Friday, 18 February 2011

A Different View.

In the many years I have worked with young people in my capacity as a Mother, Foster Carer, Community Volunteer and Community Welfare Worker, I have observed and been involved with many programs that have been developed with the intention of addressing negative behaviours in youth. Their goals have mostly been the same, assisting young people to change their lives, make adjustments to their risky behaviours and avoid contact with the justice system. From the first restorative justice movement in the 90’s to the youth detox centres of the 21st Century there has been a huge Government and non-Government agency focus on negative youth behaviour.One of the reasons given by many school teachers accessing early retirement in the last 10 years, is that the new breed of children are disrespectful and too difficult to teach.
Newspaper articles inform us that our city has the worst youth crime rate in the country and the nightly broadcasts show us the violent outburst of youngsters and the consequences of their actions. Glassing appears to be a new phenomena on the youth club scene and the video and utube visions of school yard fights demonstrate that they are no longer a “one on one” battle on the oval but now groups of youth  bash a weaker or more marginalized child into humiliating submission and causing serious injury and death.
In Rockhampton there are on going meetings and summits and focus groups all talking and thinking about the outbreaks of violence at Hungry Jacks during “Late Nite” shopping on Thursday evenings.
These are just a few of the situations around youth behaviour that have become a reality in our society. However the more we think about this youth violence and destructive behaviour the more energy we give it.

The situation of young people developing healthy relationships and healthy lifestyles does call for action from the community as a whole and it would be foolish to ignore the escalating incidents of violence in our youth, however it is my view that we are mistakenly going about addressing these situations from a negative thought process, i.e. thinking that the more we focus on correcting bad behaviour the better our outcomes will be.
According to the Law of Attraction, we create what we think about. The more we think about something the more energy we give that thing and the more likely it is to manifest in the physical. If this is true the group consciousness of our region is greatly contributing to our community getting more youth problematic behaviour, because for some time now, that is all youth services have been thinking about.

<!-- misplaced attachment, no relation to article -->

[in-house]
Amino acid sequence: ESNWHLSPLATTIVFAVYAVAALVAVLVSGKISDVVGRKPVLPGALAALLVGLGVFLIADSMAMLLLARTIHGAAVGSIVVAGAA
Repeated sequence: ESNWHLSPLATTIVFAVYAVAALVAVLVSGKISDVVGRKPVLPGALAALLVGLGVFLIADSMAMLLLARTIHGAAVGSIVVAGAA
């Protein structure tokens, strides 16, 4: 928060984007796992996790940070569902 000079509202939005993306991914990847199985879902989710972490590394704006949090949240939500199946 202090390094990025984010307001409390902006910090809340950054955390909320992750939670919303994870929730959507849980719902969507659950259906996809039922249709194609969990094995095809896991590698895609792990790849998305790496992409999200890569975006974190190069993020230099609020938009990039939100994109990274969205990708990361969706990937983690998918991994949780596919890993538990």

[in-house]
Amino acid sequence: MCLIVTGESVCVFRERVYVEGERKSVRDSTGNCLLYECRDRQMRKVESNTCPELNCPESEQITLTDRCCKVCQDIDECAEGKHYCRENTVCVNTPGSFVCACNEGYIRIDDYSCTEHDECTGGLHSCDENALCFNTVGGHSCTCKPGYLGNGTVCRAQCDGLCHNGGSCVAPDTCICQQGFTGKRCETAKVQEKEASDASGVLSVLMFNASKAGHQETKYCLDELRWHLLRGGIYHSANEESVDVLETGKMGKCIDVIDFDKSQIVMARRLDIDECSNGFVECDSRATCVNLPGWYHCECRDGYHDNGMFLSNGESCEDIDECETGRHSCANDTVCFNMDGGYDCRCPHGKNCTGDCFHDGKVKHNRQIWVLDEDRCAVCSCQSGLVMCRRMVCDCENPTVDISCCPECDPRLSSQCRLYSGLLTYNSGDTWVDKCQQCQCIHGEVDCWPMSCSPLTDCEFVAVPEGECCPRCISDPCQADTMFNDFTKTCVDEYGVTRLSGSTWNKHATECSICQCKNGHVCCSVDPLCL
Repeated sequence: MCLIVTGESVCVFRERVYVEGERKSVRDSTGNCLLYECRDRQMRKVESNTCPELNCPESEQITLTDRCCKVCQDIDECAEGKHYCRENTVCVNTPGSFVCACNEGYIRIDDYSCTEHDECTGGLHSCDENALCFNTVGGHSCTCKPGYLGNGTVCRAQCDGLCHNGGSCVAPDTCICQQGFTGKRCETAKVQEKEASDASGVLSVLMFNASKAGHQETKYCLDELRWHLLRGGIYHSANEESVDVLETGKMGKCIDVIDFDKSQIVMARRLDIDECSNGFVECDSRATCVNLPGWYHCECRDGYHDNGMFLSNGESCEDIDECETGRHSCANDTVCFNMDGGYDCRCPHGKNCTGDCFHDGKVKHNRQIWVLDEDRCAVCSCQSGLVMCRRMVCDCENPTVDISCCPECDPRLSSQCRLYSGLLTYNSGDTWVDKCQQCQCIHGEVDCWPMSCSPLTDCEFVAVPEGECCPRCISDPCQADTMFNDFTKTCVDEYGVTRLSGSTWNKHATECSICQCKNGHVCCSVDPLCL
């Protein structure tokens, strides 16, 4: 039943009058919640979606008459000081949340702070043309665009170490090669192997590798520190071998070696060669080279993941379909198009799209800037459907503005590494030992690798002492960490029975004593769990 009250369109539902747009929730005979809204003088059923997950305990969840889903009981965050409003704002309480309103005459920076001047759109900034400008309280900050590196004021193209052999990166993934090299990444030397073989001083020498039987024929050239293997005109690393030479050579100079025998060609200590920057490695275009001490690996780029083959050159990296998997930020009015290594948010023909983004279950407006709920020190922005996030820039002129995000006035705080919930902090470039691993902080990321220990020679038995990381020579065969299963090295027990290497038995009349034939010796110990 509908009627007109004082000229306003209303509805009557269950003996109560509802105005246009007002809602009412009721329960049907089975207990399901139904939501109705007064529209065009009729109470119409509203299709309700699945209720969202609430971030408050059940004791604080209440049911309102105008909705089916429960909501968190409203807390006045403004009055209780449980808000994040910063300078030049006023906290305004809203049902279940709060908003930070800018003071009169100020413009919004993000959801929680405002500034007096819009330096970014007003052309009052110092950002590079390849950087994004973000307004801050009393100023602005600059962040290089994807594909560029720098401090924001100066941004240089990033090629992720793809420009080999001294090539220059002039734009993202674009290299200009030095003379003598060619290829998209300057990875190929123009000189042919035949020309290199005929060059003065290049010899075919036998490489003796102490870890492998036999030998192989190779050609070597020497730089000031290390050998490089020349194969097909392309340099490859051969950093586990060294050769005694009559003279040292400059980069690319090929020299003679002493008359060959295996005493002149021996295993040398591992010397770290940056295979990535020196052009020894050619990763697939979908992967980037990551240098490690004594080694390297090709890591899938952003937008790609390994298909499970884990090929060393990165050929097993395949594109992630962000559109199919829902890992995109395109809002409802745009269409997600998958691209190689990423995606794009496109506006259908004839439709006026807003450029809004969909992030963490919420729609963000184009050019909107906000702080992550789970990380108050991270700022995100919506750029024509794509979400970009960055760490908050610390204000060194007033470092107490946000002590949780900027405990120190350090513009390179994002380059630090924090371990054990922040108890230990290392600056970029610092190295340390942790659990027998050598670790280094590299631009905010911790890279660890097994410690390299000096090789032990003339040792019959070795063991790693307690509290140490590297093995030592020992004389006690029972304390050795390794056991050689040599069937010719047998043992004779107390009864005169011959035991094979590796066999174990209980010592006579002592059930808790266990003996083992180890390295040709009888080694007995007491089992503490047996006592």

Perhaps it is time to try a different  way of thinking about youth behaviour.
Following are some of the ways we can think differently and help create a new reality for Rockhampton, and our most precious resource, our youth.

Incident: Another violent fight at Hungry Jacks on Thursday Night.
Negative Thoughts:
  • This situation is getting worse we have to find the offenders and punish them.
  • If parents would make sure their kids are at home this wouldn’t be happening.
  • This is war zone: Parents need to be fined if their kids are out after 7pm.
  • These kids are getting younger and younger:
Positive Thoughts:
  • This situation is giving us a chance to get to know our young people and teaching us that our young people are independent, socially aware and looking for stimulation.
  • The previous generation has created this society now we need to address how our children fit into this new world.
  • Our society has moved down this highly stimulated technological pathway and we now need to provide parents with the appropriate support needed to raise children in this new environment.
  • The youth of today are smart, resilient, creative, worldy and full of energy, we need to tap into that energy as a society and help them channel it in a positive direction.

1 comment:

  1. It as soon as we adopt this thinking as our social collective consciousness that we will find that that attitude switch is going to create a brighter and safer community. The barriers between 'Authority' and 'Offender' need to be broken. How about we instead look at the 'offender' as a person, be it of any age, race or social class group. If this is to happen more support will be given and less 'criminality' will occur.